Articles

Building Future Social Organisations through Employee Engagement

Two worlds – Two methods

World of facts World of Emotions
World of facts are Financial, technical, marketing & professional problems and they can be usually dealt with by rational methods, experience and professional & technical know how or skills ….in other words brain or cognitive skills There are other issues that are beyond the bottom line which take longer to deal with these are related to cooperation, communication, motivation, trust, respect, responsibility, loyalty etc. they are difficult to see thru and they hurt & can create frustration.

How employee engagement is different from other concepts?

Work engagement, job involvement and organizational commitment are all similar in that they tap one’s positive attachment to work.

Employee engagement is different from these in that it emphasizes how psychological experiences of work and work contexts can shape the process of being present and absent while performing the job.

Top 10 Drivers of Employee Engagement Globally

  • Senior management sincerely interested in employee well-being
  • Organization’s reputation for social responsibility
  • Input into decision making in my department
  • Organization quickly resolves customer concerns
  • Set high personal standards
  • Have excellent career advancement opportunities
  • Enjoy challenging work assignments that broaden skills
  • Good relationship with supervisor
  • Organization encourages innovative thinking

Leadership Style in Engaged Organization

COMMON SENIOR LEADER ENGAGED LEADER
Rational, analytical, Emotional intelligence
Dispassionate Great communication skills
Directs and delegates Coaching/involvement
(but micromanages) “I’ve said it once, people should get it” orientation
Afraid of the “soft stuff” High ego needs Ability to inspire
  Authenticity and humility


Case Study: How employee engagement can bolster corporate branding strategy

Southwest Airlines

Southwest Airlines is known for its caring and family atmosphere as well as its high level of employee engagement, customer satisfaction, productivity and lower employee turnover rates.

The top management team attributed their success to their emphasis on relationships with employees (Gittell, 2001). They spend more time and money on recruiting, hiring the right people and leadership development than their competitors.

The mission of Southwest Airline is “Dedication to the highest quality of customer service delivered with a sense of warmth, friendliness, individual pride and company spirit” and its corporate brand captures this spirit in its “Freedom to Fly” tag line.

For their employees, Southwest Airline also has an internal brand that corresponds to the external brand, which is “Freedom Begins With Me” (HR Focus, 2001).

They encourage employees to live the corporate message by providing resources and support for personal and professional development. Resources include information about career development programs, financial planning programs, retirement plan and personal benefits that are easily accessible to employees. In addition, they encourage employees to share their concerns or suggestions, facilitating open communication.

Thus, employees are encouraged to internalize and deliver a corporate brand. The result is a strong reputation for reliability and friendly service (Gittell, 2001). Southwest Airlines demonstrates that investing in employee engagement actually pays off not only by improving financial productivity but also by strengthening a corporate brand.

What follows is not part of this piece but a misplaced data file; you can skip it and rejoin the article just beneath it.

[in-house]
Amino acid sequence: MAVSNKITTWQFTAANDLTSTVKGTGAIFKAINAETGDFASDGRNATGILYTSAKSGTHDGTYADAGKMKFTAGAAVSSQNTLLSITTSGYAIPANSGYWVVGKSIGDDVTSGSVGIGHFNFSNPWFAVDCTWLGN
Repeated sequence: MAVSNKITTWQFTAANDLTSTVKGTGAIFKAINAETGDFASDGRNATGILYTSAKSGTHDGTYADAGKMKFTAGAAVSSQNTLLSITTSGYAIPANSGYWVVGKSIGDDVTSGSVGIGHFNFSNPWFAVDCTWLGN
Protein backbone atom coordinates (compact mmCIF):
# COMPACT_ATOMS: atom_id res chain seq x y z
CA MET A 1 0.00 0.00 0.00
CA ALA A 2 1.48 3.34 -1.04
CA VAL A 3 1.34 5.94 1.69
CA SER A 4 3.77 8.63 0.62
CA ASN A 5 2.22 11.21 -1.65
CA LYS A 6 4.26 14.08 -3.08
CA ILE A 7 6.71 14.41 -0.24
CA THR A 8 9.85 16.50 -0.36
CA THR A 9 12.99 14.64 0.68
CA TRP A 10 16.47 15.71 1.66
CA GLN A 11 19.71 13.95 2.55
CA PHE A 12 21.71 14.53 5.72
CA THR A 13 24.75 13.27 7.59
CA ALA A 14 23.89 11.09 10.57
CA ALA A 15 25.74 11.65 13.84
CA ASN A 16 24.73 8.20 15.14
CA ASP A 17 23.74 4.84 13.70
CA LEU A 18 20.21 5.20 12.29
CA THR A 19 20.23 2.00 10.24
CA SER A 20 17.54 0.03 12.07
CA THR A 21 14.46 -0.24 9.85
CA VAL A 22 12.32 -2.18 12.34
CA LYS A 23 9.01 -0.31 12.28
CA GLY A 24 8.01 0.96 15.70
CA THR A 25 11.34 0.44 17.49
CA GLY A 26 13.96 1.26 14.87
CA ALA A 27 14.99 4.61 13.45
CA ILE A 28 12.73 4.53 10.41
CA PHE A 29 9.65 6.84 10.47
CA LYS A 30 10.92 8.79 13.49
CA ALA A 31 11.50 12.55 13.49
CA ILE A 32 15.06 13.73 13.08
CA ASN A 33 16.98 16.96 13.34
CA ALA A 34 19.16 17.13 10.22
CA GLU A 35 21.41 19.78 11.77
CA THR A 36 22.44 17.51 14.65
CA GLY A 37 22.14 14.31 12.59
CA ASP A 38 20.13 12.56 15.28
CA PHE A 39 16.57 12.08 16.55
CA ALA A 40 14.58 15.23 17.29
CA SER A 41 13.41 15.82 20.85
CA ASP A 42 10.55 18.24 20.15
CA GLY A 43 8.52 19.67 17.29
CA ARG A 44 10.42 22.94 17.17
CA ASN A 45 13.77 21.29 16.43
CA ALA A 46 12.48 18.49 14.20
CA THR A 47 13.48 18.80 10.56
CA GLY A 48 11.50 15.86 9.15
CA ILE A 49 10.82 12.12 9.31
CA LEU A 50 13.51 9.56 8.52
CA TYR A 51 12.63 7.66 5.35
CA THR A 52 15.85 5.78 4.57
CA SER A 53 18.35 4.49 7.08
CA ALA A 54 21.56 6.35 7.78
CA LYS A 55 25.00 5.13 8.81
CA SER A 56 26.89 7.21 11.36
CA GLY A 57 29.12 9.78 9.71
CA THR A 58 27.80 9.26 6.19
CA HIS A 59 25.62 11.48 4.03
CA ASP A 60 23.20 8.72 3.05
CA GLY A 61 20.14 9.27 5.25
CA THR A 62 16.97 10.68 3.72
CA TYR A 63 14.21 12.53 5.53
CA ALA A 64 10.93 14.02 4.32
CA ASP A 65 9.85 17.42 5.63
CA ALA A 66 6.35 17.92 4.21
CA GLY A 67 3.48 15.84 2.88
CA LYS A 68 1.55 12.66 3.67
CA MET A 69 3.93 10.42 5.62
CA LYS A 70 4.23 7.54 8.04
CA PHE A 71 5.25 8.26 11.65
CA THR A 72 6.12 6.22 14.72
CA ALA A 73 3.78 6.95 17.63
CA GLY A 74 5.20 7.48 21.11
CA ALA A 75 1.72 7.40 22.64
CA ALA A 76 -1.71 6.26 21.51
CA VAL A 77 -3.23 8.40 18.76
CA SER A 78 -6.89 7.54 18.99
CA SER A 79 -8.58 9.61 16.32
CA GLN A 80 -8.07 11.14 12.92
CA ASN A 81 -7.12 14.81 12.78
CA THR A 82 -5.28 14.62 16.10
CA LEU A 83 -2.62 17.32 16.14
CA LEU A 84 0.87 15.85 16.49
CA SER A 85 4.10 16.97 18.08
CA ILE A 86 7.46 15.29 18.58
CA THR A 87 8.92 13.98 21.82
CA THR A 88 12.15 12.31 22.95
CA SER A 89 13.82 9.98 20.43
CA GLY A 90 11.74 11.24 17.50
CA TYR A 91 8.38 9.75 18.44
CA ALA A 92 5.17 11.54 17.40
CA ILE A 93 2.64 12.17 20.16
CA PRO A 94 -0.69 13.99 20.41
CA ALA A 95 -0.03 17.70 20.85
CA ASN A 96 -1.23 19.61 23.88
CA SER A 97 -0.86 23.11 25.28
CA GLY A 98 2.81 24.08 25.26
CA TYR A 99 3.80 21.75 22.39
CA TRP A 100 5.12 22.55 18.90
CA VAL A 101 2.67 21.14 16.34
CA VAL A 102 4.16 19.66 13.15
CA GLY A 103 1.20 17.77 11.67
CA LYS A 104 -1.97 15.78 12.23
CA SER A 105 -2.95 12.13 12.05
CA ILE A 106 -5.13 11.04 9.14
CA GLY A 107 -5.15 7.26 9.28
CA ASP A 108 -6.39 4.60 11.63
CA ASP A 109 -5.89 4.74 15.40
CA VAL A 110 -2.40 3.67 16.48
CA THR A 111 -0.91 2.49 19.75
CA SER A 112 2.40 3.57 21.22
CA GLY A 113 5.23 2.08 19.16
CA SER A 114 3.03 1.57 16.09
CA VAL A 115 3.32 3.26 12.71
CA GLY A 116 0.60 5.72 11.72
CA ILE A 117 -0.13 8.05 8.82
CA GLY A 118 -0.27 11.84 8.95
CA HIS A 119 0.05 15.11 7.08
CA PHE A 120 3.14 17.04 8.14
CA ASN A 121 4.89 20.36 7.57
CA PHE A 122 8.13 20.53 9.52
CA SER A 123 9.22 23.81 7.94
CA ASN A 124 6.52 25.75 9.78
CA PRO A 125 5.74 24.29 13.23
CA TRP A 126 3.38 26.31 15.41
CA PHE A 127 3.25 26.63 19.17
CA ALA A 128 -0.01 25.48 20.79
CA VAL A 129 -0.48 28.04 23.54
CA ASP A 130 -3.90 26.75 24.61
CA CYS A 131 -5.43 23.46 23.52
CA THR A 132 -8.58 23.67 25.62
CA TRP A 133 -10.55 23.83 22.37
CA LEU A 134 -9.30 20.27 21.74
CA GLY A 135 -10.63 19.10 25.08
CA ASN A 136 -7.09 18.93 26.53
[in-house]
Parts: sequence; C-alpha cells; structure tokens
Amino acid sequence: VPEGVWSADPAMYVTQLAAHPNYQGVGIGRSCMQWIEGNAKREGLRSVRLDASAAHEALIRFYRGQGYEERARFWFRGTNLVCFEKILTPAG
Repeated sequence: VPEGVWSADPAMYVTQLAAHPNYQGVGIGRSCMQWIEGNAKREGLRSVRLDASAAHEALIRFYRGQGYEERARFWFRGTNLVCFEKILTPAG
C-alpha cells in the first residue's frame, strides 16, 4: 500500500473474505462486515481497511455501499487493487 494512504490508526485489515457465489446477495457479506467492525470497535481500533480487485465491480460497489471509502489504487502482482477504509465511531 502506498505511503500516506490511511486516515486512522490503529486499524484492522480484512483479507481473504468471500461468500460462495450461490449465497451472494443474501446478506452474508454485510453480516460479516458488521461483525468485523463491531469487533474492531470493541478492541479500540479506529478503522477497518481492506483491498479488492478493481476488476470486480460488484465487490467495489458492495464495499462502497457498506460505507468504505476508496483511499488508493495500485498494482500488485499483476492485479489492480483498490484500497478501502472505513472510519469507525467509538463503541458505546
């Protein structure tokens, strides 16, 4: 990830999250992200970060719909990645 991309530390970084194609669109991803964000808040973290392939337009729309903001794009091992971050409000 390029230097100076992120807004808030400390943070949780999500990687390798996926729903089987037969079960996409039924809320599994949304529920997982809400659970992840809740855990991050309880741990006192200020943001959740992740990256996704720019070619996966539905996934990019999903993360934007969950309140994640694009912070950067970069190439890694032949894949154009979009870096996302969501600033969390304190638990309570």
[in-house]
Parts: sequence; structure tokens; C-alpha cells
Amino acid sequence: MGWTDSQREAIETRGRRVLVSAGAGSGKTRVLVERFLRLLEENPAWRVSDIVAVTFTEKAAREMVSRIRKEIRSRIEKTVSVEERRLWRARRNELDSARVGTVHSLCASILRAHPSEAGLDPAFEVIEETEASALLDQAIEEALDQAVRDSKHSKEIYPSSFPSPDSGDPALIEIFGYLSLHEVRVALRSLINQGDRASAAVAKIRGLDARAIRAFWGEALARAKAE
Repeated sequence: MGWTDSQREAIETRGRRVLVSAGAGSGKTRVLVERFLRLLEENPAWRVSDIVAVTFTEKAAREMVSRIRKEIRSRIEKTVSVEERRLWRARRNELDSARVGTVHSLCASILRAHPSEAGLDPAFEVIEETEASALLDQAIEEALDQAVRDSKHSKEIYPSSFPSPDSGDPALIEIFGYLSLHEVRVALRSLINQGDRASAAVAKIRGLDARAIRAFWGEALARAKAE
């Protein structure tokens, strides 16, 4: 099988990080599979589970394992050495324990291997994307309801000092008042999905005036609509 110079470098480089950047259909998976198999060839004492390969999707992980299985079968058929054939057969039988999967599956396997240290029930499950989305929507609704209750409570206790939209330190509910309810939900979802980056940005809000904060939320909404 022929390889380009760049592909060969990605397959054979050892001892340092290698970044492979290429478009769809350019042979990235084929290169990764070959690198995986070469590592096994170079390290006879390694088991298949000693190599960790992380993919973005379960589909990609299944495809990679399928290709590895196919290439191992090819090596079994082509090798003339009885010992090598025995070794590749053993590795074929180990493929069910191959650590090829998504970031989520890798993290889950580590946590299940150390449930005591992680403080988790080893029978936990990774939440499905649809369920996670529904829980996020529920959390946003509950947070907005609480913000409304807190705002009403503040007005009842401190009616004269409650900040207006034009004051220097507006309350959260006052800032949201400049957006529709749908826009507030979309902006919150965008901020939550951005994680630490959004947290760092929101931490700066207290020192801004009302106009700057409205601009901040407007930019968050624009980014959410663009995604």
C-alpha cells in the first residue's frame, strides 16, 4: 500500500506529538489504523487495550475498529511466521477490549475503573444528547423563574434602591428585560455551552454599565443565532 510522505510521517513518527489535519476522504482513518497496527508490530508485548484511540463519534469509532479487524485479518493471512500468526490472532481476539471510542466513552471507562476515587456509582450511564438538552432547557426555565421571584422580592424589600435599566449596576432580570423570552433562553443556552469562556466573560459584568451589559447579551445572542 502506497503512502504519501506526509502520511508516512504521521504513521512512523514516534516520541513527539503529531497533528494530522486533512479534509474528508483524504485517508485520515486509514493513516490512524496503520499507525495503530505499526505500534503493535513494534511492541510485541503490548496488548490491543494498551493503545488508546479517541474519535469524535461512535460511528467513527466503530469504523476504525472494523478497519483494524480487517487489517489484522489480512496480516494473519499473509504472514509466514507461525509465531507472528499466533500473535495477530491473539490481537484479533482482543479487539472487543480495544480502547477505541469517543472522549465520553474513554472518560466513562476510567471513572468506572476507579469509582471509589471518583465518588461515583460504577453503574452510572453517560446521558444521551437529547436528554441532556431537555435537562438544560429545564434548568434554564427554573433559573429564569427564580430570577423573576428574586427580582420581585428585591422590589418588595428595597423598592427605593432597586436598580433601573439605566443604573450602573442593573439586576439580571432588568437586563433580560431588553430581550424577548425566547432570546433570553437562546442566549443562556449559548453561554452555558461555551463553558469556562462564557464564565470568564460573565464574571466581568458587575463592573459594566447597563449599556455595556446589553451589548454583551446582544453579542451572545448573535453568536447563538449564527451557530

Employee Engagement

“Positive, fulfilling, work-related state of mind that is characterized by vigor (feeling energetic and resilience at work), dedication (being proud of and happy about one’s work) and absorption (being totally immersed in ones’ work).”

Employee engagement consists of two dimensions, cognitive (intellectual) and emotional. Cognitive engagement means that employees are sure about their job requirements and role expectations; whereas emotional engagement means that they receive timely feedback and social interactions with their co-workers, which make them feel connected to their organizational members.


Case Study: How employee engagement can bolster corporate branding strategy - Johnson & Johnson

Johnson & Johnson emphasizes a family atmosphere, strong values of respect and participation.

Their one-page Credo reflects their values and promises with a consideration of each stakeholder group (e.g., employees, customers, stockholders and communities).

The Credo has been part of their company over 60 years and has served as a guide to determine the direction of their business strategy. The importance of acting on this Credo is emphasized from day 1 in the recruiting process as exemplified by the company website.

In addition to their business strategy, their HR practices are also aligned with their Credo. For example, HR emphasizes teamwork, work-life balance, and career development. This aligns with the section of the Credo saying, “We must be mindful of ways to help our employees fulfill their family responsibilities.” In sum, the alignment of Credo, business strategy and HR practices enables Johnson & Johnson to Engage employees to become living ambassadors of the Johnson & Johnson brand.

Employee Engagement

Occulus Consulting provides unique Employee Engagement services encompassing the lifecycle of employees, making it life changing experience. For further, Please call on 9321619006 or write to us on This email address is being protected from spambots. You need JavaScript enabled to view it.